Guardians of the Galaxy Vol. 2 Review

There was a certain magic to Guardians of the Galaxy, the 2014 smash hit film by James Gunn. That magic is gone.

Jack Lynch, Online Managing Editor

There was a certain magic to Guardians of the Galaxy, the 2014 smash hit film by James Gunn. That magic is gone.

Vol. 2 is lacking a lot of things: plot, character development, even humor in some spots (as surprising as that may sound), but the biggest thing it’s missing is the heart that the first installment had. Star Lord, Gamora, Drax, Groot and Rocket’s progression as a team was natural in the prior film. This time around, Quill and Rocket are far more malicious in their insults, Groot is a loveable baby, Gamora seems even more disinterested than before. Only Drax is still himself, the straight-talking and often unsettling “destroyer.”

The acting in this film is much like the film itself: very good but not quite great. Much of Pratt’s early dialogue feels forced and uncomfortable. Both Zoe Saldana and Karen Gillan give good performances but Gamora and Nebula’s subplot about sisterly love feels shoe-horned into the film, and the actresses’ actions in this movie completely disregard those in the first film. The standout performances were those of Dave Bautista and Pom Klementieff as Drax and Mantis, respectively. Their innocent and misguided banter offers comic relief in a slow middle section of the film. Sylvester Stallone is also present in order to set Yondu (played by Michael Rooker) up as even more of an outsider, something that could have been done far better if it was set up in the previous film. Stallone’s two scenes (three if you count one of multiple post-credits scenes) feel entirely natural, it is just jarring to hear Stallone’s near-incoherent mumbling in a Marvel film.

The visual effects were as to be expected: amazing. The alien worlds are fully realized down to their tiniest imperfections and eccentricities.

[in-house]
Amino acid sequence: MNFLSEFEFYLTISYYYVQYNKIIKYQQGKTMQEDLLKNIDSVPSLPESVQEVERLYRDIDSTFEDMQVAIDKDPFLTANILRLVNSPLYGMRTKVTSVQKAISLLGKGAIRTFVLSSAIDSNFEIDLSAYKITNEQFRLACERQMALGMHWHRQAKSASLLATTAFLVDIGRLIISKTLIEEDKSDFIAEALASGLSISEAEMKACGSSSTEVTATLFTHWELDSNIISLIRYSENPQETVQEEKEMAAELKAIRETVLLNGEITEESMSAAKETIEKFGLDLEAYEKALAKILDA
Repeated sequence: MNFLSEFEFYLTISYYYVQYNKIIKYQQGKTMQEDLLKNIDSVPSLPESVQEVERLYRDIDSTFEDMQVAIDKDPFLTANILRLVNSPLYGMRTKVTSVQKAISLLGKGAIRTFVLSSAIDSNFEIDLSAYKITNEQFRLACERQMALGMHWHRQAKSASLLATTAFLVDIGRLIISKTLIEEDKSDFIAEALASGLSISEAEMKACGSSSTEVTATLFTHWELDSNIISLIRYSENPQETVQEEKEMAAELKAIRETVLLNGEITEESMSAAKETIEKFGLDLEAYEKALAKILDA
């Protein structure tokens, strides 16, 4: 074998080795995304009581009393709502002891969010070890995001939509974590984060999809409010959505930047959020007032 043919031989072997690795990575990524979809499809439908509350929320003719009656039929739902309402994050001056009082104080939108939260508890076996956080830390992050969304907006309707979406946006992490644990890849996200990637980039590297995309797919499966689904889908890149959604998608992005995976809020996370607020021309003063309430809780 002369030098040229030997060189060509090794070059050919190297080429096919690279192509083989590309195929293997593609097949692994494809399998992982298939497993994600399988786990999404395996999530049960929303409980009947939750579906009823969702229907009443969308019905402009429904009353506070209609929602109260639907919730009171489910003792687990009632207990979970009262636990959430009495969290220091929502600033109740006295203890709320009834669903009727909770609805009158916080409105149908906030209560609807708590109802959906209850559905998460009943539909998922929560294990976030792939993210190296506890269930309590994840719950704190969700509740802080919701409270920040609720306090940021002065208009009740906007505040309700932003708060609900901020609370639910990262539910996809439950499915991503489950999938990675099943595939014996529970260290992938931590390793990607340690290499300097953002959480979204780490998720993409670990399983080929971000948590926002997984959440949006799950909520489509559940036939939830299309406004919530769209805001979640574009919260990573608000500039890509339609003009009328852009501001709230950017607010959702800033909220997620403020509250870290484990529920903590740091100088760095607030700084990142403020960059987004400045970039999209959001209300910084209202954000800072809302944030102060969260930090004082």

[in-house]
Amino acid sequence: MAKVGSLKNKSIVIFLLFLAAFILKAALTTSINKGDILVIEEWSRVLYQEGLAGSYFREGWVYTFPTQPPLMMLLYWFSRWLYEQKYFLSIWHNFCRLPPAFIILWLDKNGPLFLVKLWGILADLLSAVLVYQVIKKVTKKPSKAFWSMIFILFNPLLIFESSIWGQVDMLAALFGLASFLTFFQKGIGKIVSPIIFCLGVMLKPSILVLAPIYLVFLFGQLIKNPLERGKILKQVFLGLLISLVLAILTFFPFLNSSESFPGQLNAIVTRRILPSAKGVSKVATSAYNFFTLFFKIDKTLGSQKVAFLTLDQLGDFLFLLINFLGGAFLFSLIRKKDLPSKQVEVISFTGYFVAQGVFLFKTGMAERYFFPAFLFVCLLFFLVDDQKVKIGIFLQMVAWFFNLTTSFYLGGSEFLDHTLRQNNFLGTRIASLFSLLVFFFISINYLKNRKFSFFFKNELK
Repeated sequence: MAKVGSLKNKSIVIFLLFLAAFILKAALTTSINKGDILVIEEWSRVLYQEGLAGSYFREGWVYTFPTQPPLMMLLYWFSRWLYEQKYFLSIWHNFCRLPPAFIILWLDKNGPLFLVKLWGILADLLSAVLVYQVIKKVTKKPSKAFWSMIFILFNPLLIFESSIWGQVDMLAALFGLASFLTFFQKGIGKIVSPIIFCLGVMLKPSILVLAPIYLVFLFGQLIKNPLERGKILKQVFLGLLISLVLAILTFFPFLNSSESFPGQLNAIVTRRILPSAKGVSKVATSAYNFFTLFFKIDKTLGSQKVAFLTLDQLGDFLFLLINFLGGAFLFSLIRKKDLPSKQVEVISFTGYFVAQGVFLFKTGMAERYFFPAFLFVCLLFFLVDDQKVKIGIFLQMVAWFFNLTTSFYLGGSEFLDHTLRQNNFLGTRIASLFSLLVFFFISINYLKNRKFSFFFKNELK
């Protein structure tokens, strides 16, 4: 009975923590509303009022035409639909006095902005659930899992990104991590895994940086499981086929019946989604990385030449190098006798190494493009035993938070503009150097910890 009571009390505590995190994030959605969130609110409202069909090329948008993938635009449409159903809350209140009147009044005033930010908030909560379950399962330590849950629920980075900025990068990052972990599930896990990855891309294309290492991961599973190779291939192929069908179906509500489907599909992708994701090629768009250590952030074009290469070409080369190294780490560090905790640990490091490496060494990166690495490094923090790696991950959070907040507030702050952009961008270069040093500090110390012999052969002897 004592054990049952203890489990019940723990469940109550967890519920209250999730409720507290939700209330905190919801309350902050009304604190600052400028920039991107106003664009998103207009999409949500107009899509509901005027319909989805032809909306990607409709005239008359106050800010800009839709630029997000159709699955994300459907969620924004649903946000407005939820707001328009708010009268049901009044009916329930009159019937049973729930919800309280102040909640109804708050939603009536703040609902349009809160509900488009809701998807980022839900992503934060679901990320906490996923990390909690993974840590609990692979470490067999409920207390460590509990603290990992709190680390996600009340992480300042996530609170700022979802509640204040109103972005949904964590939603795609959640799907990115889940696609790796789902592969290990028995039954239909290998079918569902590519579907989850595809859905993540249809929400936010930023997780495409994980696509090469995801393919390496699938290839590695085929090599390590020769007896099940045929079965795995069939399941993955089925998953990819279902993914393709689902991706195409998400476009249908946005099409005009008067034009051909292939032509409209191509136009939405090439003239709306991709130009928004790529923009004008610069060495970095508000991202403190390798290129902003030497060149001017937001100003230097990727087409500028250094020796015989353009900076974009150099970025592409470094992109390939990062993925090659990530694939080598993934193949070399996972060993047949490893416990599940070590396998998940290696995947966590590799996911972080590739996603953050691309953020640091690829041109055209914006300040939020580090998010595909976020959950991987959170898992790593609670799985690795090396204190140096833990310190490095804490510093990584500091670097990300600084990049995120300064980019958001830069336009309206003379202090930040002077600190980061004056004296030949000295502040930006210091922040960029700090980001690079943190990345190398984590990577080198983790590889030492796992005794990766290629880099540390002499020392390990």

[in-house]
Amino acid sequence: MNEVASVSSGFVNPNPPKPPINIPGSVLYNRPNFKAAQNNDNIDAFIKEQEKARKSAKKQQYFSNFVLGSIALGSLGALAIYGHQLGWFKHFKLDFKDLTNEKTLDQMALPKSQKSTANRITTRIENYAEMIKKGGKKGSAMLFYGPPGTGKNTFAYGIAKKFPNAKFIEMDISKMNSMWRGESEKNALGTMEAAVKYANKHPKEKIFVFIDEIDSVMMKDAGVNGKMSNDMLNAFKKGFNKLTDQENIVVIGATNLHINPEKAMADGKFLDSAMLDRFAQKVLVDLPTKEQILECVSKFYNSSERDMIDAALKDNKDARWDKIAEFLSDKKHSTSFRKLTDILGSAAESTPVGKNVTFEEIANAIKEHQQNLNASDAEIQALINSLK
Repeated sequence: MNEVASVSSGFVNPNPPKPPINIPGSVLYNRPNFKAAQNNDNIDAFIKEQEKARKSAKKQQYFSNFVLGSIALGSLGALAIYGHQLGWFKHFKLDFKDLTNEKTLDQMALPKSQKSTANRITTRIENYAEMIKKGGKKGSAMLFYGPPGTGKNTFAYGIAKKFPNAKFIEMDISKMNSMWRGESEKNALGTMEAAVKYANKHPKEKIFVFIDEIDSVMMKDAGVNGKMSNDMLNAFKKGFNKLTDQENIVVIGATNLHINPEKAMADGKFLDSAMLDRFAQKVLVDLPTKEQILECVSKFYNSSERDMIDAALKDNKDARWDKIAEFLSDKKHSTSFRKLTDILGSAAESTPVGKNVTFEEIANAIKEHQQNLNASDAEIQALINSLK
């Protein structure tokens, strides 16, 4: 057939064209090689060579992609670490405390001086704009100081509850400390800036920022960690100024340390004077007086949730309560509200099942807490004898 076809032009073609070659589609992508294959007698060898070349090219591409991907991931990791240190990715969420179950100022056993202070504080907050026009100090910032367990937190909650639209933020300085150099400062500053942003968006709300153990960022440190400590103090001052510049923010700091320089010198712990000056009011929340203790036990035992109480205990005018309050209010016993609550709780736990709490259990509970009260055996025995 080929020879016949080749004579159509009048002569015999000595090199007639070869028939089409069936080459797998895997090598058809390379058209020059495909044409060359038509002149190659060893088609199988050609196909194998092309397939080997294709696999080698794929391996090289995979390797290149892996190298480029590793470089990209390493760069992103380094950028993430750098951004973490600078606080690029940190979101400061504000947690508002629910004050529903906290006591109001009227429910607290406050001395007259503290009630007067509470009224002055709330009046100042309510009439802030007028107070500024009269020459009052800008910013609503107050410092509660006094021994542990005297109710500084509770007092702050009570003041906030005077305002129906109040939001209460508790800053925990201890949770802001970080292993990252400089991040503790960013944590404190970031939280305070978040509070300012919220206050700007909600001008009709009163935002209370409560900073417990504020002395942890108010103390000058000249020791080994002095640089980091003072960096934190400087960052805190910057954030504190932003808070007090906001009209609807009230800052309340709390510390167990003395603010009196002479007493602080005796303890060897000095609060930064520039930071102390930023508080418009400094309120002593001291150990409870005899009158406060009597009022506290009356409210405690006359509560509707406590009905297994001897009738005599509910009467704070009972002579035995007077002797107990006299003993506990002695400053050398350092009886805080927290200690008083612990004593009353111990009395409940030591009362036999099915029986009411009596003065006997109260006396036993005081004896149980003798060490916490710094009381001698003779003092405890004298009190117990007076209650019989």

There were three relationships examined in this film. Peter Quill and his father, Ego. Gamora and her sister, Nebula. Rocket and Yandu. Two of them were well developed and satisfying. The one which was lacking is the most surprising: Gamora and Nebula. Both characters were introduced in the first film, so the fact that their subplot felt forced is disappointing. Quill and Ego’s story was genuinely heartwarming until the twist. And this is a really good twist. It is an earned moment. This isn’t a film that expects you to care about the characters for no reason (@ Suicide Squad) but you care about them because you know them. And you feel for them when it hurts, and oh it hurts. The third relationship is the most surprising and the most heartfelt. Rocket and Yandu bond while held captive by the aptly named Taserface. Their relationship is one of genuine respect and foul-mouthed humor.

No matter what I say, you will most likely see this movie. Not only is it Marvel, but it is Guardians of the Galaxy. This film will roll in the dough and it is a good movie, but it’s not the best movie of the year, I doubt it will even be the best Marvel movie of the year. Your day will not be made worse by seeing it, but you will start to forget it before you even leave your theater.